2018, circular knitting, Finished Object, Summer, Tee

FO: Cap Sleeve Lattice Top

While I was spring cleaning my room the other day, I opened the cupboard which holds my yarn stash. No, I had no intention of spring cleaning this part of my room – I only planned to pet the yarn and keep it back. And as I was doing this, I realized I was wearing an acrylic hand-knit top, made ages ago. And the irony was evident – I was living in mediocre quality yarn (I love acrylic, would never call it inferior) while my softest yarn was locked away in a cupboard, wasting away. That was the time I decided to knit up some of my good yarn and actually wear them. This FO is the first outcome of that decision.

Knit Picks Shine Sport is one of the initial yarn purchases I made. I planned to knit this up into a tee or a shawl, but had kept it stashed away in a corner. Searched on Rav for FOs which people have made using this yarn and Purl Soho’s Cap Sleeve Lattice Top caught my attention. Pattern is free (unplanned bonus!) and a quick glance through it strengthened my resolve. A voice in my head kept repeating “bottom up knitting”, but I ignored it.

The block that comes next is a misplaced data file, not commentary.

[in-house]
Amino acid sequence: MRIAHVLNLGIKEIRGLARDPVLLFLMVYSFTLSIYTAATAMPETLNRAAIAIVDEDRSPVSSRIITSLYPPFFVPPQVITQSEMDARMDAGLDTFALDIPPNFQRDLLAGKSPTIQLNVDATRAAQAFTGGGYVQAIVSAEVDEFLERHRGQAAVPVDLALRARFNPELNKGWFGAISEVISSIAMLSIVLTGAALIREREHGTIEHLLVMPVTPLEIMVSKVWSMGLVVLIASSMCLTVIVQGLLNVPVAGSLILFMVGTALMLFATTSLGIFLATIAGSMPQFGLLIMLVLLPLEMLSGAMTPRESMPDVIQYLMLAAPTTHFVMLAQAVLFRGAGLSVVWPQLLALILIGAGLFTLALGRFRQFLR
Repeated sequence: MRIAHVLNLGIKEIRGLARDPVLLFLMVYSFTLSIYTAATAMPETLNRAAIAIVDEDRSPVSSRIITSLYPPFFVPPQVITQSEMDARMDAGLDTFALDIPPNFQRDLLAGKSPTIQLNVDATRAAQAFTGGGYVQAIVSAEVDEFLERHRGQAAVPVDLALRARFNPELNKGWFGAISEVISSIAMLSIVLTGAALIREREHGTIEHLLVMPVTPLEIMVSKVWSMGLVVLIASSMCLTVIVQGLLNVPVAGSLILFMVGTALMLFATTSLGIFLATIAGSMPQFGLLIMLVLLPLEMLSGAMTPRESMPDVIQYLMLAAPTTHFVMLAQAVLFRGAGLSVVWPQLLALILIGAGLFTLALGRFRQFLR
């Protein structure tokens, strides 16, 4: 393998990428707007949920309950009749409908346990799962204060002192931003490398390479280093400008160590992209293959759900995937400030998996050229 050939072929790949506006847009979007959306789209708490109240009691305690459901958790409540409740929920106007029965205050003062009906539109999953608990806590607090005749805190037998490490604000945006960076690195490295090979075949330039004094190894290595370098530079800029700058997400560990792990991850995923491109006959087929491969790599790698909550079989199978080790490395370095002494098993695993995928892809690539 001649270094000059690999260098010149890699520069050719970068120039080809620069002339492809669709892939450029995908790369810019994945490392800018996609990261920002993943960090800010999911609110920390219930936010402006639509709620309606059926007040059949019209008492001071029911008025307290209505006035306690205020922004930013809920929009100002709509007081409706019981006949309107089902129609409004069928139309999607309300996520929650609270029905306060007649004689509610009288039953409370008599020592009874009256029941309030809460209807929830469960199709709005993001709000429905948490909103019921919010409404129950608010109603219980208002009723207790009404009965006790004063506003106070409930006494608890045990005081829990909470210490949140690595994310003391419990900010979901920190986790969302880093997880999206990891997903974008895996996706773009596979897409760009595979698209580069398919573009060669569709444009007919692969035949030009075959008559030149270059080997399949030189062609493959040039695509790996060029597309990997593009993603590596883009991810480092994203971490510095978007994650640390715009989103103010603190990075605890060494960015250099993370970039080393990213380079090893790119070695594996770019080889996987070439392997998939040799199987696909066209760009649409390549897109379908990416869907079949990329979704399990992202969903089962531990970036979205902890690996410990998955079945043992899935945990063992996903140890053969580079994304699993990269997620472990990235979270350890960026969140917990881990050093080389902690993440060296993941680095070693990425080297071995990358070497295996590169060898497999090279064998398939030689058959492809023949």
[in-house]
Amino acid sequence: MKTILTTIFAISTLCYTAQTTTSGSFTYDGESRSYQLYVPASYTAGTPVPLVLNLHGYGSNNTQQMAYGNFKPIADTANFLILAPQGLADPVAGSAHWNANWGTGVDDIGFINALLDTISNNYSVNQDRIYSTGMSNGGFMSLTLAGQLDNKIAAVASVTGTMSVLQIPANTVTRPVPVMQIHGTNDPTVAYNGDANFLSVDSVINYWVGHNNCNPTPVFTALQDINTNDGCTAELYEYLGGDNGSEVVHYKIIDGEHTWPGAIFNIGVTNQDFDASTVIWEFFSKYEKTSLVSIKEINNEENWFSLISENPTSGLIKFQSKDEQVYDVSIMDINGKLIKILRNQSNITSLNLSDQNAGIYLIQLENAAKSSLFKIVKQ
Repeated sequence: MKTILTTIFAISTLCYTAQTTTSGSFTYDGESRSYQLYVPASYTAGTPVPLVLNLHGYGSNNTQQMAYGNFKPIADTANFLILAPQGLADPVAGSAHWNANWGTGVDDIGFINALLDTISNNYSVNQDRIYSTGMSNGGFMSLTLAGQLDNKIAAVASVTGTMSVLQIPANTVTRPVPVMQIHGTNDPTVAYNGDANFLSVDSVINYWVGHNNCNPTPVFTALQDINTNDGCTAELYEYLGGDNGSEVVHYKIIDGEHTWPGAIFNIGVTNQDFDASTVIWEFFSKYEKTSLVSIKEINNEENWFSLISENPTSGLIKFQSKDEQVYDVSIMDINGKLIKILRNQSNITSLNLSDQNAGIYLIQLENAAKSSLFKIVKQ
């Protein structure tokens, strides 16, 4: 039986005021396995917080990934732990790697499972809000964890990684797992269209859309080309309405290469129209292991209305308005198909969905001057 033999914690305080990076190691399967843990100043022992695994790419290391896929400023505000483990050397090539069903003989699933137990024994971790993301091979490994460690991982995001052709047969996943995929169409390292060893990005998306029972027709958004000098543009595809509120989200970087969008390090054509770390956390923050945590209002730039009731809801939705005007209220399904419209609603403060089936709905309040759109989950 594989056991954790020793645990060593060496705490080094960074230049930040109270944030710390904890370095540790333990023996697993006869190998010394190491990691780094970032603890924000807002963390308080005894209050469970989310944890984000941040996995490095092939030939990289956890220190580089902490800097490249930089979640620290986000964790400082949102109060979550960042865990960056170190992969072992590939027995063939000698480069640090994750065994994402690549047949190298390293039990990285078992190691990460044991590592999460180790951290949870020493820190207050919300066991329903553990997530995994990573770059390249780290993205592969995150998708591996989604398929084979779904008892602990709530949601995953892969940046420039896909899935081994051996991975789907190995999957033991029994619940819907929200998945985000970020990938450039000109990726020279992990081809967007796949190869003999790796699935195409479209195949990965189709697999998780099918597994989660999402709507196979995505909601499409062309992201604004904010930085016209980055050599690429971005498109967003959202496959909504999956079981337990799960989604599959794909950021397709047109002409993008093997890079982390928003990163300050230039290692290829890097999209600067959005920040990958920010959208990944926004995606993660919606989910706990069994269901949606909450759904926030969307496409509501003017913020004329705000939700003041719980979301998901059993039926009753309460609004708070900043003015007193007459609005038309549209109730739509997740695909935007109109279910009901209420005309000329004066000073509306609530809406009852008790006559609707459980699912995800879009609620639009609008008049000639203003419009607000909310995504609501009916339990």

A quick swatch confirmed that the yarn and pattern are suitable for each other and thus I cast on. The never ending, mindless stockinette was both a boon and a bane. I loved the mindless knitting when I had to attend work related calls and I could knit away to glory without spending any brain cells on this. At times, the monotonous work got me so bored that I would shove it away for days together. The longer I knit, the longer it felt it would take for me to finish this. I also suspected some negative elves sneaking into my room at night and unraveling all my knitting. How can the tee not be done already!!??

One fine night (after a pulled an all nighter to get this darn thing over with), I was finally done with stockinette section. Compared to this, the lace section was a breeze. I was done in no time.